• Journal Article

Magnitude of effect of asthma treatments on Asthma Quality of Life Questionnaire and Asthma Control Questionnaire scores: Systematic review and network meta-analysis

Citation

Bateman, E. D., Esser, D., Chirila, C., Fernandez, M., Fowler, A., Moroni-Zentgraf, P., & FitzGerald, J. M. (2015). Magnitude of effect of asthma treatments on Asthma Quality of Life Questionnaire and Asthma Control Questionnaire scores: Systematic review and network meta-analysis. Journal of Allergy and Clinical Immunology, 136(4), 914-922. DOI: 10.1016/j.jaci.2015.03.023

Abstract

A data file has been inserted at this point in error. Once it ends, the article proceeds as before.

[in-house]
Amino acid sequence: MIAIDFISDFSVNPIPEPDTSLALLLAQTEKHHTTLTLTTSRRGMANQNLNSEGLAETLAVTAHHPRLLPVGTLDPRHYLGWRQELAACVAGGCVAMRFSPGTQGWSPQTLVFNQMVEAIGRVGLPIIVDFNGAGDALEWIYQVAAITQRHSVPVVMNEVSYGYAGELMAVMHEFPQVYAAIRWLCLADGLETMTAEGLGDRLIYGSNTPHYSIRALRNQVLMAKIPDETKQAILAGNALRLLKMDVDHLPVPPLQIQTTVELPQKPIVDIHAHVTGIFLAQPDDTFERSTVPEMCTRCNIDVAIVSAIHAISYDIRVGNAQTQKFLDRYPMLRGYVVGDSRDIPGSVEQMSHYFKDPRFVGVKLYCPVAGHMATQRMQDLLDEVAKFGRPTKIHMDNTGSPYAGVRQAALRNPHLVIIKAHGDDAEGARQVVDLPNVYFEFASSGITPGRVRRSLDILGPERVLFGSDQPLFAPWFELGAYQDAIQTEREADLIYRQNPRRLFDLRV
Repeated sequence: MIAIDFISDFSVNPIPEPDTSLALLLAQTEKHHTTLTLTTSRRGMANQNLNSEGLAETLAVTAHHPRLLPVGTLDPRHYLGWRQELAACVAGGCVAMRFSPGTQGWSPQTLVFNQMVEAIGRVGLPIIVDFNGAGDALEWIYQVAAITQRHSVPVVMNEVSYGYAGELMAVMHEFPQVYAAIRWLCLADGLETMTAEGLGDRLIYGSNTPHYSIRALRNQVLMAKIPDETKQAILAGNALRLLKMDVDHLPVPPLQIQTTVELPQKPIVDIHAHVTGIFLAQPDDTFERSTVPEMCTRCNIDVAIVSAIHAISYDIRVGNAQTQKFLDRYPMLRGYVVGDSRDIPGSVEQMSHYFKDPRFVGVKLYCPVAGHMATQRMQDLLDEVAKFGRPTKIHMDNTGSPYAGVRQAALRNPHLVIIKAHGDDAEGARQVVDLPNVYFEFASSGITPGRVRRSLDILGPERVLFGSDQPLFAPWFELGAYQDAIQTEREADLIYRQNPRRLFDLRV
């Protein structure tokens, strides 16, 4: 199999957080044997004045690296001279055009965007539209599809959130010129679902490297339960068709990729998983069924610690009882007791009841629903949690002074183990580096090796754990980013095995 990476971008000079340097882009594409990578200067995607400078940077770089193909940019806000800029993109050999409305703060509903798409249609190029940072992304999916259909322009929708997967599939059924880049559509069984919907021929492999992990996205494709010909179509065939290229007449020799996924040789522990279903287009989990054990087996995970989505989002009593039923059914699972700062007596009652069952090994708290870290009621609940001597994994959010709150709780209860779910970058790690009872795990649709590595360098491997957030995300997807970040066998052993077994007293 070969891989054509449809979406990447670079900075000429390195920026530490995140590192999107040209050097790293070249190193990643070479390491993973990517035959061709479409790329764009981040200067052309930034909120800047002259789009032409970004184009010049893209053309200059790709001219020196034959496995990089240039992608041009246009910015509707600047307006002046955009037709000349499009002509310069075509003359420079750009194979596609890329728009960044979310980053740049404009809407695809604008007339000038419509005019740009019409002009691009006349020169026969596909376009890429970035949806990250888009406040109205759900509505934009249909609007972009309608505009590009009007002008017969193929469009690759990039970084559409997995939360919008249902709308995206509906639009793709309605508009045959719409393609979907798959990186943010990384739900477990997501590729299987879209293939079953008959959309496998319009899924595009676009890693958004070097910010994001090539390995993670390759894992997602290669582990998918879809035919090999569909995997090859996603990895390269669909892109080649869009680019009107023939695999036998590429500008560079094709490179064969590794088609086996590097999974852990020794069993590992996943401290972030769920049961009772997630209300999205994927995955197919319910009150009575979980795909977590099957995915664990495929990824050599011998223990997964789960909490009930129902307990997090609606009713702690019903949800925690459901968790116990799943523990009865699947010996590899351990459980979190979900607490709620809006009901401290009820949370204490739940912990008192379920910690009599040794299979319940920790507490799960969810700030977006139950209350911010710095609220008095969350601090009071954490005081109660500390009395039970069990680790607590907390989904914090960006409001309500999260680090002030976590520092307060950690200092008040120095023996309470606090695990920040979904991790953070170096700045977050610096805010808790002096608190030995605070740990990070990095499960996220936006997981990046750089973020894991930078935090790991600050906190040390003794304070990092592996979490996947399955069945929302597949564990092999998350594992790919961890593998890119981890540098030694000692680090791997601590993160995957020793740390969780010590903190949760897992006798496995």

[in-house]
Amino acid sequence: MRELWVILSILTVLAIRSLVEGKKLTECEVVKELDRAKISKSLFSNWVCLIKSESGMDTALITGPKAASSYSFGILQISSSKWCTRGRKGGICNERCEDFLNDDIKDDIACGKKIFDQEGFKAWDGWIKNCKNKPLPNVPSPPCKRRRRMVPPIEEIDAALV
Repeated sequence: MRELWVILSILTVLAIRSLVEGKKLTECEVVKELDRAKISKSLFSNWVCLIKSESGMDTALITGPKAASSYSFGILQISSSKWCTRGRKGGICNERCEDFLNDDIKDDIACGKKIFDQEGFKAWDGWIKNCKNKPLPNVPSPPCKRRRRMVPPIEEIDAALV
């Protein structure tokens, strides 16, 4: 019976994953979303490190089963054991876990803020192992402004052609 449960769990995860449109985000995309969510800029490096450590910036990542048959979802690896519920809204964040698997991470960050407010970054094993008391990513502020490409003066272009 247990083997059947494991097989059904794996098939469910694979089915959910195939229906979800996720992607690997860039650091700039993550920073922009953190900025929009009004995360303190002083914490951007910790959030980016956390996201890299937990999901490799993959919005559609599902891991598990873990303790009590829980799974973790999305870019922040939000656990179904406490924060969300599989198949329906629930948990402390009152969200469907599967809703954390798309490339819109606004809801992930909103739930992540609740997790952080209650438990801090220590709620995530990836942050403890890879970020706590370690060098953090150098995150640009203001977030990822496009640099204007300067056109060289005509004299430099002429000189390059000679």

BACKGROUND: The Asthma Quality of Life Questionnaire (AQLQ) and the Asthma Control Questionnaire (ACQ) are widely used in asthma research; however, in studies of newer asthma treatments, mean improvements in these measures compared with placebo arms do not exceed the minimal important difference (MID), particularly when a new treatment is added to current treatment. OBJECTIVE: We performed a systematic review and network meta-analysis to examine the magnitude of AQLQ and ACQ responses achieved with commonly used asthma drugs and factors influencing these end points in clinical trials. METHODS: A systematic literature search was conducted to identify blinded randomized controlled trials reporting AQLQ or ACQ results. Mixed treatment comparisons, combined with meta-regression, were then performed. RESULTS: Of the 64 randomized controlled trials (42,527 patients) identified, 54 included the AQLQ and 11 included the ACQ as end points. The presence of a run-in period, the nature of treatment during the run-in period, concurrent treatment during the treatment period, and instrument version significantly influenced the change in AQLQ score from baseline and whether it exceeded the MID. When compared with placebo, only inhaled corticosteroids (ICSs), with or without a long-acting beta-agonist, achieved the MID. The ACQ results were comparable with those of the AQLQ: no differences from placebo exceeded the MID, and ICS-based treatments provided the greatest improvements. CONCLUSION: The established within-patient MID for the ACQ and AQLQ is not achievable as a group-wise efficacy threshold between treatment arms in clinical studies in which controllers are added to ICS treatment. Thus in addition to reporting mean changes of the instruments, other measurement criteria should be considered, including responder analyses